And I’m only saying here what he would have said.
He was the first to admit he had work to do and, in fact, he did work at it.
Which is the thing worth noting here: Benjamin Franklin wasn’t perfect, but he was working toward it.
According to his autobiography, it was at the ripe old age at 20 that he outlined 13 virtues he wanted to commit his life to.
More than that, he made up a chart and tracked his progress — or lack there of — working especially hard on one of the 13 each week, then rotating through them four times in a year.
They were worthy goals — such as “Order. Let all your things have their places; let each part of your business have its time,” and “Frugality. Make no expense but to do good to others or yourself; i.e., waste nothing.”
He also championed temperance, silence, resolution, industry, sincerity, justice, moderation, cleanliness, chastity and humility in himself.
Humility was added after he came up with the first twelve, when a Quaker friend “kindly informed me that I was generally thought proud, that my pride showed itself frequently in conversation, that I was not content with being in the right when discussion any point, but was overbearing and rather insolent, of which he convinced me by mentioning several instances, I determined endeavoring to cure myself, if I could, of this vice or folly among the rest….”
Which brings to mind a trait he may have had from the get go and didn’t have to work on at all — an ability most of us lack in spades — of graciously accepting suggestions for improvement.
The U.S. State Department website lists Franklin’s goals, then states:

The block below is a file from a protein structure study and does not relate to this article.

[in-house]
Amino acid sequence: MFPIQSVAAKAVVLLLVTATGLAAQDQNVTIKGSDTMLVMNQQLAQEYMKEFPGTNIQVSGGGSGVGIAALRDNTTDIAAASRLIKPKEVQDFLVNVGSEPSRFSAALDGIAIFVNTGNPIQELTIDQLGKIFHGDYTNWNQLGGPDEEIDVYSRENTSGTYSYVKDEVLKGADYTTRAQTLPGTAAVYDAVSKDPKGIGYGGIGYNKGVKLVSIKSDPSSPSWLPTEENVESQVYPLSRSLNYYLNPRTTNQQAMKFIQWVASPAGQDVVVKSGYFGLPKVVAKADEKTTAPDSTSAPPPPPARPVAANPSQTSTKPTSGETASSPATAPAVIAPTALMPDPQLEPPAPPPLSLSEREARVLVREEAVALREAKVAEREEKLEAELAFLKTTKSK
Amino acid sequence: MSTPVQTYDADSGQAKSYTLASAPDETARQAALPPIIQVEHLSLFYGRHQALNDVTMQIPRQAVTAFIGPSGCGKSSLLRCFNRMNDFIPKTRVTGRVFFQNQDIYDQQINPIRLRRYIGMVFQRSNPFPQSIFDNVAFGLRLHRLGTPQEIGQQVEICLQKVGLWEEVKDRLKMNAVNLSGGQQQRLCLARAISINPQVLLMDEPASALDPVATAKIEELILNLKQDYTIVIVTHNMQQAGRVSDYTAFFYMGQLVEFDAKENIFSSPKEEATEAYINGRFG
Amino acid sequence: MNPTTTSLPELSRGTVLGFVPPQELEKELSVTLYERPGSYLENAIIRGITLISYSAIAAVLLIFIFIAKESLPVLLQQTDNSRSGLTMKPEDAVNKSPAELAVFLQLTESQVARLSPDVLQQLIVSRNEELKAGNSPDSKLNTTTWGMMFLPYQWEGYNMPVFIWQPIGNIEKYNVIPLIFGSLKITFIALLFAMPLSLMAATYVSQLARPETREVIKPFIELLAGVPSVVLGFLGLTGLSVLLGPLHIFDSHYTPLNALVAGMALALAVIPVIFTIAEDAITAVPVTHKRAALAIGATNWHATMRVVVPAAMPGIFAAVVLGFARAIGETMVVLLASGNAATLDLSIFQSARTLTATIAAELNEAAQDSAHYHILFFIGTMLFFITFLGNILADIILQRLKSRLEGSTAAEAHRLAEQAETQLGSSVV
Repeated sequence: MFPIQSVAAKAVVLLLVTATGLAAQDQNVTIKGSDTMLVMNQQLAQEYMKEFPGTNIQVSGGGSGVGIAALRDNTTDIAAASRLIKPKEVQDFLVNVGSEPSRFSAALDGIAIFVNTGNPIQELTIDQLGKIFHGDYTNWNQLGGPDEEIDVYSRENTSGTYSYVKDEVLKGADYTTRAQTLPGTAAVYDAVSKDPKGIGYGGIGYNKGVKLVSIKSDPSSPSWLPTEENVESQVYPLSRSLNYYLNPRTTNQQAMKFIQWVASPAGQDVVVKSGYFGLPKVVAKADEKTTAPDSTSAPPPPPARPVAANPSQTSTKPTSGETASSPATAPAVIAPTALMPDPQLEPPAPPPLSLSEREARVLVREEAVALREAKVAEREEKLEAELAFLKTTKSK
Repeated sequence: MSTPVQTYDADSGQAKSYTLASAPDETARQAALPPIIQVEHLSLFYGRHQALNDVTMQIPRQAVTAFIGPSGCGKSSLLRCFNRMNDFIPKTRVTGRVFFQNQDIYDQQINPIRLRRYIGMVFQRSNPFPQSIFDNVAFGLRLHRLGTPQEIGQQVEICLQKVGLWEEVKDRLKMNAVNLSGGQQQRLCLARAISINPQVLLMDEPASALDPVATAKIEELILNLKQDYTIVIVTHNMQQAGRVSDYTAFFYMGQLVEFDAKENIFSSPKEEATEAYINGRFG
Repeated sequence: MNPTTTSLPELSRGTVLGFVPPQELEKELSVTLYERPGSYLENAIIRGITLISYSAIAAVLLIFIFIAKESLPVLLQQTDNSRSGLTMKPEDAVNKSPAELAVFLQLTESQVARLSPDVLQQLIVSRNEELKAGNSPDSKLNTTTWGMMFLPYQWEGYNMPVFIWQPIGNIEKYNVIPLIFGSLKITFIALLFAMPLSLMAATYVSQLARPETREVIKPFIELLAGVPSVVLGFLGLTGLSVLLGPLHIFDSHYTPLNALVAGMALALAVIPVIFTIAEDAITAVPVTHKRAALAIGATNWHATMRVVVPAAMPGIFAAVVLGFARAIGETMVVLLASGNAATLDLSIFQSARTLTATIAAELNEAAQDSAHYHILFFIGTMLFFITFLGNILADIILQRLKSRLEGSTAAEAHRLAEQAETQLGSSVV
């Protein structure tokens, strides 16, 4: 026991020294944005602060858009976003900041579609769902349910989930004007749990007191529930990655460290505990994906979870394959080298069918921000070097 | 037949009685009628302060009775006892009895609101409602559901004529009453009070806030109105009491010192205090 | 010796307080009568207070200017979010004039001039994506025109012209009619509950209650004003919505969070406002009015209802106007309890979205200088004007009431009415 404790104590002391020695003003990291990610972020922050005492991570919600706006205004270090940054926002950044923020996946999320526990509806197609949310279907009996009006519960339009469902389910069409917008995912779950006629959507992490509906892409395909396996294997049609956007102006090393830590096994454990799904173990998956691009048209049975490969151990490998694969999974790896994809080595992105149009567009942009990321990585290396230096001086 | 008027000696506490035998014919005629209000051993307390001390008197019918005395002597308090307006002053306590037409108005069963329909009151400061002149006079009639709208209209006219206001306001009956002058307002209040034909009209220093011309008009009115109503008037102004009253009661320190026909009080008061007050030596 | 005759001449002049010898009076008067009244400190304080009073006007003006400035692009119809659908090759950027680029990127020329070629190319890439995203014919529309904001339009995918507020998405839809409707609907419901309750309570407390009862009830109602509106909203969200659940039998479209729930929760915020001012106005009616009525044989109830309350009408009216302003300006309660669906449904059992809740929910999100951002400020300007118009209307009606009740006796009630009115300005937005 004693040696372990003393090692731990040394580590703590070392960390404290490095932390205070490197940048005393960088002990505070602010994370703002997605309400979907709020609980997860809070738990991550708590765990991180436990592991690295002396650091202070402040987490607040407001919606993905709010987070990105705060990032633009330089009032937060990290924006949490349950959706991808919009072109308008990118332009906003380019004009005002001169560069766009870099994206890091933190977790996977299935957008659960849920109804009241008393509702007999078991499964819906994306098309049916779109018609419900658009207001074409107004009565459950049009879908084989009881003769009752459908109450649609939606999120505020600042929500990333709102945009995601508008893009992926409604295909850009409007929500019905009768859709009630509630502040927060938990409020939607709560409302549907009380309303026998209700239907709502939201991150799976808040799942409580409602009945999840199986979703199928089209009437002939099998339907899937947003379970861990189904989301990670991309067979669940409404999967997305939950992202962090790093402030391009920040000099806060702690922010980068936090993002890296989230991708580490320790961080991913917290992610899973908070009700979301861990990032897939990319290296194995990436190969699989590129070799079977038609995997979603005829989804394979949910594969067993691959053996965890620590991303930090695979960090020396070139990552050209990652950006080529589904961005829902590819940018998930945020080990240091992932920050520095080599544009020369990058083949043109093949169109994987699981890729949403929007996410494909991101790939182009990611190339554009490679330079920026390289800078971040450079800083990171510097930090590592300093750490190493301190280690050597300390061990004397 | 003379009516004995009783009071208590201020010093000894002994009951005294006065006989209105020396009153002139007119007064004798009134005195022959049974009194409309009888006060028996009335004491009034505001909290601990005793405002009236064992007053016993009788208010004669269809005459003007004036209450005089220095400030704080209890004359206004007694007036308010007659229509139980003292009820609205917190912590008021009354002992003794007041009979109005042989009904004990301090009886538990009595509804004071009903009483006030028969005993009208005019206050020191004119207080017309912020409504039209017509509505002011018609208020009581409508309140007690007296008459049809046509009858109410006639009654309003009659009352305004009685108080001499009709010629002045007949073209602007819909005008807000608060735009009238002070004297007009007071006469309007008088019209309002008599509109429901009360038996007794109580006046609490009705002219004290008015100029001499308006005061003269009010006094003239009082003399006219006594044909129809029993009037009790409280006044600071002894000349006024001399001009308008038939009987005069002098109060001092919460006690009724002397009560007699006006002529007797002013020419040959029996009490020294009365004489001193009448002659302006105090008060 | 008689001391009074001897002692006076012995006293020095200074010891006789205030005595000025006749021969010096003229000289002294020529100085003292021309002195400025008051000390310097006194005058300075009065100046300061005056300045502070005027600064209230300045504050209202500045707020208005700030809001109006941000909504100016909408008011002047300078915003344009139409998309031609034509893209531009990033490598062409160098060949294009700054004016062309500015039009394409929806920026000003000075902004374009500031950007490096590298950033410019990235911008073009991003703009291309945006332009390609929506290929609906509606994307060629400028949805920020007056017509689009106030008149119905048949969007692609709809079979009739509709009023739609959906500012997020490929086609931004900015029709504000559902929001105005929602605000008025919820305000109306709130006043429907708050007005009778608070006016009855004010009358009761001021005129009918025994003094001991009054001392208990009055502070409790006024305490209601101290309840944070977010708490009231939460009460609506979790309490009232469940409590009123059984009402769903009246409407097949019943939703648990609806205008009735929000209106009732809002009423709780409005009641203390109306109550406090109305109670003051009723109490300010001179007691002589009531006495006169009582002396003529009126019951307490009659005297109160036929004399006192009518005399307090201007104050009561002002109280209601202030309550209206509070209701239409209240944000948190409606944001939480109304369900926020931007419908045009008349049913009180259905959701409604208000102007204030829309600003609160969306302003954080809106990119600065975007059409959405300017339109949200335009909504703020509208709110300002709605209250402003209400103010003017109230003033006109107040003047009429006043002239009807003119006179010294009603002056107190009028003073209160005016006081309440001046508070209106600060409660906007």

“The rest is history. Franklin went on to become one of the most productive, successful and self- actualized people in all of history. He knew what mattered most. That was how he could set about being an author, a printer, an inventor, a father, a politician, the first American Ambassador to France, the inventor of bifocals, swim flippers, lightening rods, hundreds of other things and the Franklin stove and how he could found a public library, a hospital, an insurance company and a fire company and help to write the Declaration of Independence and the Constitution.”
I’m not going to be the one to point out which virtues history shows Franklin met and which ones history shows he perhaps did not.
I’m just going to point out what he said at the end of his life because it can pertain to me and maybe you.
“Tho’ I never arrived at the perfection I had been so ambitious of obtaining, but fell far short of it, yet I was, by the endeavour, a better and a happier man than I otherwise should have been if I had not attempted it.”
So maybe we’ve made resolutions before and not hit the mark.
Maybe we set 13 goals one year but didn’t make a chart and by the end of the week the list was tucked in a drawer and abandoned.
Maybe we gained 3 pounds instead of reaching our goal to lose 10 last year. Not naming names here.
Maybe instead of reaching a goal of getting our schedule under control, it got fuller and crazier.
That doesn’t mean we should stop setting goals if we want to improve ourselves.
Or stop making charts and checking them off.
It just means we should try again.
Because just by the endeavor, as Franklin said, it might make us “a better and happier man.”
Or something such.